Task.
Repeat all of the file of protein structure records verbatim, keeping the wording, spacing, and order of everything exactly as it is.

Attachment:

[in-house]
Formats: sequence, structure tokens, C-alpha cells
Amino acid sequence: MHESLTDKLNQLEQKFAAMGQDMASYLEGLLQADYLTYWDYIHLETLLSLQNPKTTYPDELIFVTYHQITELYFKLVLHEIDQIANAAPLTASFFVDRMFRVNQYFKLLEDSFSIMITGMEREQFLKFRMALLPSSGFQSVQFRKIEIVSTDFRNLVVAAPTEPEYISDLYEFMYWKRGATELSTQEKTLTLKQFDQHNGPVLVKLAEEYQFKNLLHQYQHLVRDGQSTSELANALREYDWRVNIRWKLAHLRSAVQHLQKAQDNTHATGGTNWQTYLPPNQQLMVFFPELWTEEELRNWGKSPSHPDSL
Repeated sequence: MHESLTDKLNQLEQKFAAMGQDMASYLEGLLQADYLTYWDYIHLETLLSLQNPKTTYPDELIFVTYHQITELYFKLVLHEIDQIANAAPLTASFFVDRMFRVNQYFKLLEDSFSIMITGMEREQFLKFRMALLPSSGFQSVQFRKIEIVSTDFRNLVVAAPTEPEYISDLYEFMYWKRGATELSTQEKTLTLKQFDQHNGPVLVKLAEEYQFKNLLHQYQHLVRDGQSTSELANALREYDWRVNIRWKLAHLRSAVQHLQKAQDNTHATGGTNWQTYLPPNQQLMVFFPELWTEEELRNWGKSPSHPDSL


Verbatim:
[in-house]
Formats: sequence, structure tokens, C-alpha cells
Amino acid sequence: MHESLTDKLNQLEQKFAAMGQDMASYLEGLLQADYLTYWDYIHLETLLSLQNPKTTYPDELIFVTYHQITELYFKLVLHEIDQIANAAPLTASFFVDRMFRVNQYFKLLEDSFSIMITGMEREQFLKFRMALLPSSGFQSVQFRKIEIVSTDFRNLVVAAPTEPEYISDLYEFMYWKRGATELSTQEKTLTLKQFDQHNGPVLVKLAEEYQFKNLLHQYQHLVRDGQSTSELANALREYDWRVNIRWKLAHLRSAVQHLQKAQDNTHATGGTNWQTYLPPNQQLMVFFPELWTEEELRNWGKSPSHPDSL
Repeated sequence: MHESLTDKLNQLEQKFAAMGQDMASYLEGLLQADYLTYWDYIHLETLLSLQNPKTTYPDELIFVTYHQITELYFKLVLHEIDQIANAAPLTASFFVDRMFRVNQYFKLLEDSFSIMITGMEREQFLKFRMALLPSSGFQSVQFRKIEIVSTDFRNLVVAAPTEPEYISDLYEFMYWKRGATELSTQEKTLTLKQFDQHNGPVLVKLAEEYQFKNLLHQYQHLVRDGQSTSELANALREYDWRVNIRWKLAHLRSAVQHLQKAQDNTHATGGTNWQTYLPPNQQLMVFFPELWTEEELRNWGKSPSHPDSL